shipwreck 7I suspect we did the thing that everyone arriving on Rhossili beach for the first time does, when we headed for the main shipwreck. Yes, I did say shipwreck, and no, not recent.  The Helvetia grounded in November 1887, and is now a partial skeleton deeply embedded in the sand.

No diving necessary to look at this wreck, no pieces of eight either: the vessel’s cargo was timber.  There’s treasure here though.  It’s in the worn oak posts, and the large twisted iron nails and bolts that are slowly being eaten by the weather, the sand and the sea.  shipwreck closeup

The Helvetia was lucky: other ships lost lives as well as cargo, on the long shallow beach or against the rocks below Worms Head.  Don’t be misled by the earthy nature of that ‘worm’, this name derives from Wurm, the Viking word for Dragon.

It makes sense as a visual descriptive, and as a warning.  Imagine the stories to go with that naming.  It’s figurative language. It’s the imagination examining, explaining and dramatizing.  Even when the sun came out I could see how it had earned such a name.

 

rhossili beach.and the worm 2. jpg

 

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Story Generators part two

Following on from my random low-tech post two weeks ago, here’s another idea if you’re looking for inspiration – museums.  It does need a little more effort than my previous suggestion, but I promise you, it’s worth it.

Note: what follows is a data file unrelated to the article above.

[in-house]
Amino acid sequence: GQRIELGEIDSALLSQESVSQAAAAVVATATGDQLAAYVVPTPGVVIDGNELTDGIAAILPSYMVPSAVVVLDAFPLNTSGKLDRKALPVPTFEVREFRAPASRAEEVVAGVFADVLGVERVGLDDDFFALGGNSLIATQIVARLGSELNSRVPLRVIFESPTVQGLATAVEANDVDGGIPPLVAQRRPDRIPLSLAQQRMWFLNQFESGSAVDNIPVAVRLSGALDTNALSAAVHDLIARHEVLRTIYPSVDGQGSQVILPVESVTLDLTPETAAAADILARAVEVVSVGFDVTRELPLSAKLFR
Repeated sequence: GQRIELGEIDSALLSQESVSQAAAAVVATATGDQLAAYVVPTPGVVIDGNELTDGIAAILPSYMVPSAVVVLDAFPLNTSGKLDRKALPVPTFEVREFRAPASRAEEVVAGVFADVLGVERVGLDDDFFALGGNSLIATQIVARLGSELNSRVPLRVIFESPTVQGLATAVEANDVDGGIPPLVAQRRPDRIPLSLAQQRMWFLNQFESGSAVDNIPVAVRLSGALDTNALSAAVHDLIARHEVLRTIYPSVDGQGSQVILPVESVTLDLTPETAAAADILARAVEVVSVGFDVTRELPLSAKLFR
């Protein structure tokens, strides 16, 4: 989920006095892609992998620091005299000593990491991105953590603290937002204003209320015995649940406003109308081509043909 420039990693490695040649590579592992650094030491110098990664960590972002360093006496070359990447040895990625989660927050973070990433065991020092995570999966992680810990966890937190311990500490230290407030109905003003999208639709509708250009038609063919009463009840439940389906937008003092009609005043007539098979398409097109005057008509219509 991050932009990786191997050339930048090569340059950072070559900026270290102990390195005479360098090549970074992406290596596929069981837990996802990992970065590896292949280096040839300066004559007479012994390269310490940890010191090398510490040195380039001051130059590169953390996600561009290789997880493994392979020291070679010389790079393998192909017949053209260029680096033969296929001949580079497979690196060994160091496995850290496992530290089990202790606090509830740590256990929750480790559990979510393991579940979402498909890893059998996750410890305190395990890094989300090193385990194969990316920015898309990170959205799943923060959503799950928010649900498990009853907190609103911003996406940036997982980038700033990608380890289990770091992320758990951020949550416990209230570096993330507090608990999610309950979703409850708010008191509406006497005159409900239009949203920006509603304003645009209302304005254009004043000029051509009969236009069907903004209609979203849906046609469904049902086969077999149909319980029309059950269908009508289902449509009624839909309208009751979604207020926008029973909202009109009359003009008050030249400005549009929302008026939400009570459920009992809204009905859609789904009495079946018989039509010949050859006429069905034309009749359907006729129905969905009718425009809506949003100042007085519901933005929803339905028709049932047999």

at-bristolOn Saturday, we went to At Bristol – and no, that is not a grammatical error.  At Bristol, or @Bristol as it is also known, is a science museum full of interactive exhibits, and packed with stories.

I’m not just thinking of the stories of human development and biology, of space exploration, food production, physics, engineering and chemistry, or even the animations section where every aspect of devising, creating and producing films was being practiced, although there is plenty of material in any portion of that.  You could, of course, look up many of those facts from the comfort of your armchair.  What you get when you visit a place, is something basic and obvious, but I’m going to say it anyway – an opportunity to people watch.

at bristolSo why a museum?  Because they’re places where people behave differently.  In the traditional style ones everyone has to be ‘hands-off’ and that can provide some interesting situations.  But when it’s hands on, people of all ages engage with things.

What I liked was watching how much braver children are than adults.  Whether they understood what they were doing or not, they moved water, drowned ships, made music from plastic spheres, built landscapes in sand, models in giant lego bricks, weighed brains, did psychological tests… and sometimes studied the accompanying short explanations.  If I met something out of my comfort zone, I started with the instructions, and followed them faithfully, or nurdishly enjoyed the short theories presented and made notes to find out more.

Children just launched in.  They pushed, pulled, and pressed without fear of consequences or inhibitions.  Every so often when I stopped playing and watched, I saw that the barriers and boundaries between adults and children were dissolving as the day progressed.